The Camino: A post-Leaving Cert holiday with a difference
You don't have to be a saint to walk Spain's Camino de Santiago, writes Joe Corcoran.
The afternoon dust is stubborn. It clings to my body despite waterfalls of sweat.
The rucksack I'm carrying is overfilled. Its straps gnaw at my shoulders and the thin pin prong of a European plug is poking into my back. The geology of my right foot is 90pc blister. The dead skin is melding with fibres from my cotton sock.
I am overwhelmed by a sense of pride and elation - it reverberates in my nerve endings. So is everyone else around me in this cathedral square. I know, not because they say so or because of their broad battered grins. It is just something in the air. Palpable. Organic. Unifying.
The square itself is an architectural wonder. It is lit in the way of well-made films. The colour of things has never been this essential to real life before. I haven't seen the tomb yet and, as it happens, I never will. To do so would necessitate my unpacking everything in my rucksack to prove I'm not a terrorist. I'm not a terrorist, but nor am I pious enough to prove I'm not for the sake of seeing some tomb I could google in a heartbeat.
Is this what spiritual profundity feels like? If so, the feeling won't be heightened by retreating indoors to gawk at a dead man. Which one was St James again? He's got a gate in Dublin and a cathedral in Northern Spain. How industrious.
This moment is the conclusion of El Camino De Santiago, the world's most popular pilgrim path. In July I was part of a Leaving Cert holiday group that set off to conquer the famous way. We spent seven days walking, seven hours every day, through what we didn't know at the time was the year's worst heatwave.
Before the end of the first 30km stretch, between us we resembled a set of traffic lights. Reddened and peeling for the most part, a less pathetically Irish pair were developing bright orange tans that belied their discomfort, while one boy with self-diagnosed heatstroke had a green tint to him that would turn up in the toilet later that night.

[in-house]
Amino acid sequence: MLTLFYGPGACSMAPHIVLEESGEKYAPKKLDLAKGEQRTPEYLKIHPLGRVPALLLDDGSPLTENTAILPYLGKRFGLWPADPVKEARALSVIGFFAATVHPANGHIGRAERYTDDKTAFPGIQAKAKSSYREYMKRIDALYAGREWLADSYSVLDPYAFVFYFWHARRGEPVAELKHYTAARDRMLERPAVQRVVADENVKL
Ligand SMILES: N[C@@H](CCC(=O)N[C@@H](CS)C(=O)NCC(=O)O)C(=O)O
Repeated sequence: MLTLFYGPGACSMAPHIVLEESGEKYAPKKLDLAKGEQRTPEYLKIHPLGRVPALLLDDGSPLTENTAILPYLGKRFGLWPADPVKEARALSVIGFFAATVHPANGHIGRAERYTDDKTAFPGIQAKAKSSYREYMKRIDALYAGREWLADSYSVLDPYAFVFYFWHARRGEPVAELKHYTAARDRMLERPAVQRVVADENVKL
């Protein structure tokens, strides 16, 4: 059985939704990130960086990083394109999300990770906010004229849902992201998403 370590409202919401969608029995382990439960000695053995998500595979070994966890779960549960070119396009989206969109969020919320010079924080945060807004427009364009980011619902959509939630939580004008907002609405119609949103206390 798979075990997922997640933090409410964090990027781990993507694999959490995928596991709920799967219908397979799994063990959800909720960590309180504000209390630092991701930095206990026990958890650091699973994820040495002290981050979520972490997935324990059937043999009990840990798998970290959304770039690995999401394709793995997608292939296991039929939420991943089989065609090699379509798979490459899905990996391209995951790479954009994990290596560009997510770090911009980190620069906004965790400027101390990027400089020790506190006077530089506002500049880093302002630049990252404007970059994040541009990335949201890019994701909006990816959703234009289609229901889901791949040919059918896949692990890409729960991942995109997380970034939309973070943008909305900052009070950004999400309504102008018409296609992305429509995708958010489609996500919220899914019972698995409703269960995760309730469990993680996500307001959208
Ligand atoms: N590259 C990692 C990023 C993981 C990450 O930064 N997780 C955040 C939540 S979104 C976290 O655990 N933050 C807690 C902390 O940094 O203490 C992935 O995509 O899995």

The remaining days were just as punishing, but they lacked the shock of the first few. Our bodies adjusted to walking over time. The scenery was varied and beautiful, even if we were too hot to fully appreciate it. An amalgam of countryside hill-tops surmounting the clouds, motorways tattered by bootprints on either side, dirt roads plunged into dark green forests and pebble paths crunched into fine white sand.
We'd arrive at the town we were sleeping in a few hours before it got dark each evening and there waiting would be a three-course dinner and a glass or two of Estrella Galicia.
Morning time meant cold communal showers still grimey from the last batch through. If those were occupied then deodorant was basically a bath in a can, right? We had often slept poorly because our mattresses were thinner than our forearms and we'd been woken a handful of times already by other pilgrims on insanely early starts.
Packing up in our groggy states took 20 minutes. After a breakfast of toast and coffee or maybe, if we were lucky, some Galician almond cake left over from the previous evening's dessert, we'd be on the road again by nine o'clock.